The Italian film genre known as giallo often employs psychological horror or elements of the psychological horror subgenre. The subgenre is also a staple in Asian countries. Japanese horror films, commonly referred to as "J-horror", have been noted to be generally of a psychological horror nature.[10] Notable examples are Ring (1998) and the Ju-On series.[10] Another influential category is the Korean horror films, commonly referred to as "K-horror".[10] Notable examples are A Tale of Two Sisters (2003), Hansel and Gretel (2007), and Whispering Corridors (1998).[10] A landmark film from the Philippines, Kisapmata (1981), is an example of psychological horror.

Video games

While video game genres are based upon their gameplay content, psychological horror as narrative is used in some video games. A few successful video game franchises have spawned from using psychological horror as a main form of creating fear.

Psychological horror video games include:


See also


  1. "Psychoanalytic theory in times of terror". Journal of Analytical Psychology. 4 (48): 407. September 2003.
  2. Hayward 2006, p. 148.
  3. Skal, David J. (15 October 2001). The Monster Show: A Cultural History of Horror. Macmillan. p. 180. ISBN 0571199968. Retrieved 1 October 2012.
  4. Strinati, Dominic (31 August 2000). An Introduction to Studying Popular Culture. Routledge. p. 90. ISBN 0415157668. Retrieved 1 October 2012.
  5. Browne, Ray B.; Browne, Pat (15 June 2001). The Guide to United States Popular Culture. Popular Press. p. 411. ISBN 0879728213. Retrieved 1 October 2012.
  6. Mazierska, Ewa (15 June 2007). Roman Polanski: The Cinema of a Cultural Traveller. I.B.Taurus. p. 89. ISBN 1845112970. Retrieved 1 October 2012.
  7. Kawin, Bruce F. (25 June 2012). Horror and the Horror Film. Anthem Press. p. 115. ISBN 0857284495. Retrieved 1 October 2012.
  8. "THE SILENCE OF THE LAMBS And Horror Aversion At The Oscars". Britt Hayes. Retrieved 2 March 2016.
  9. "Top 10 Psychological Horror Movies - Alternative Reel". Alternative Reel. Alternative Reel. Retrieved 25 December 2015.
  10. Reid 2009, p. 163.
  11. Byford, Sam (12 October 2018). "428: Shibuya Scramble is the best crime book you'll ever read on your PS4". The Verge. Retrieved 19 January 2019.
  12. "Alan Wake – A Psychological Action Thriller". Remedy. Archived from the original on 4 February 2012. Retrieved 5 May 2017.
  13. Stevens, Tiffany (October 14, 2012). "Game On!: 'Anna' a horrifyingly frustrating psychological murder mystery". The Red and Black. Retrieved 5 May 2017.
  14. Fahey, Mike (October 31, 2011). "Paranoia, Madness, Suicide and Cannibalism; Who Says 16-Bit Can't Be Scary?". Kotaku. Retrieved 12 June 2012.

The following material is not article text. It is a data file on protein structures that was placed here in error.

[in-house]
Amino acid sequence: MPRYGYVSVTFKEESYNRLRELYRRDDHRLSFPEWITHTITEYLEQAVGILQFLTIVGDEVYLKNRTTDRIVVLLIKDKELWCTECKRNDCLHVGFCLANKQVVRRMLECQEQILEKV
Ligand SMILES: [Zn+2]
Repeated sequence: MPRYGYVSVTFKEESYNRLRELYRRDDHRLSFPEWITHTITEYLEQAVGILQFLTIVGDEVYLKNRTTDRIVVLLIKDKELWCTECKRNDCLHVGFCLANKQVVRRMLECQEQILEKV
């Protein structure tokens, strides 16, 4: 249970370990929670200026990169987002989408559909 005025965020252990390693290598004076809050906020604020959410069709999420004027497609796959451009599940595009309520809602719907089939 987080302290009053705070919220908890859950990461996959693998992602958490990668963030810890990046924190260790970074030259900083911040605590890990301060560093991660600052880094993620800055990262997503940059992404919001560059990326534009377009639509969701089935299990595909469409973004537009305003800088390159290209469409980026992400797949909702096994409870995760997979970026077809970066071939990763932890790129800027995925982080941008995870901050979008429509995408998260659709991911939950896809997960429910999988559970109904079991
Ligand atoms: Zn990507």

15. Mortensen, Torill Elvira; Linderoth, Jonas; Brown, Ashley ML (June 5, 2015). "14: Sonic Descents – Musical Dark Play in Survival and Psychological Horror". The Dark Side of Game Play: Controversial Issues in Playful Environments. Routledge. p. 226. ISBN 9781317574460. Retrieved 4 May 2017.
  16. "Cry of Fear". Steam. Team Psykskallar. April 25, 2013. Retrieved 5 May 2017.
  17. Kim, Matt (May 11, 2016). "Ranking The 10 Best Psychological Horror Games". Inverse. Retrieved 5 May 2017.
  18. "Psychological horror returns to Dead Space with Dead Space 3 Awakened". Venture Beat. Giancarlo Valdes. Retrieved 11 August 2019.
  19. Rose, Victoria (October 22, 2017). "Doki Doki Literature Club is an uncontrollably horrific visual novel". Polygon. Retrieved February 6, 2017.
  20. Navarro, Meagan (6 April 2018). "5 Forgotten Horror Video Games That Should Be Revived". Bloody Disgusting. Retrieved 19 January 2019.
  21. Leack, Jonathan (March 6, 2015). "The Evil Within is the Most Underrated Survival Horror Game I've Played". Crave. Retrieved 5 May 2017.
  22. Ahmed, Emad (29 September 2018). "How survival horror reinvented itself". Eurogamer. Retrieved 19 January 2019.
  23. "Higurashi: When They Cry May Be Retranslated for Steam". The Escapist. 24 September 2013. Retrieved 19 January 2019.
  24. Smith, Katie (April 25, 2016). "The Last Door: Season Two review -". Adventure Gamers. Retrieved 5 May 2017.
  25. "Postmortem: DreamForge's Sanitarium". Retrieved 2019-11-26.
  26. Fahs, Travis. "IGN Presents the History of Survival Horror". IGN. IGN Entertainment, Inc. p. 5. Retrieved 9 June 2011.
  27. "SOMA Review". GameSpot. Retrieved 2019-11-26.
  28. Wilks, Daniel (August 26, 2014). "Review: The Swapper". PC & Tech Authority. Hyper Magazine. Retrieved 5 May 2017.
  29. Estrada, Marcus (October 9, 2017). "Review: Wonderful Everyday". Hardcore Gqmer. Retrieved 20 November 2018.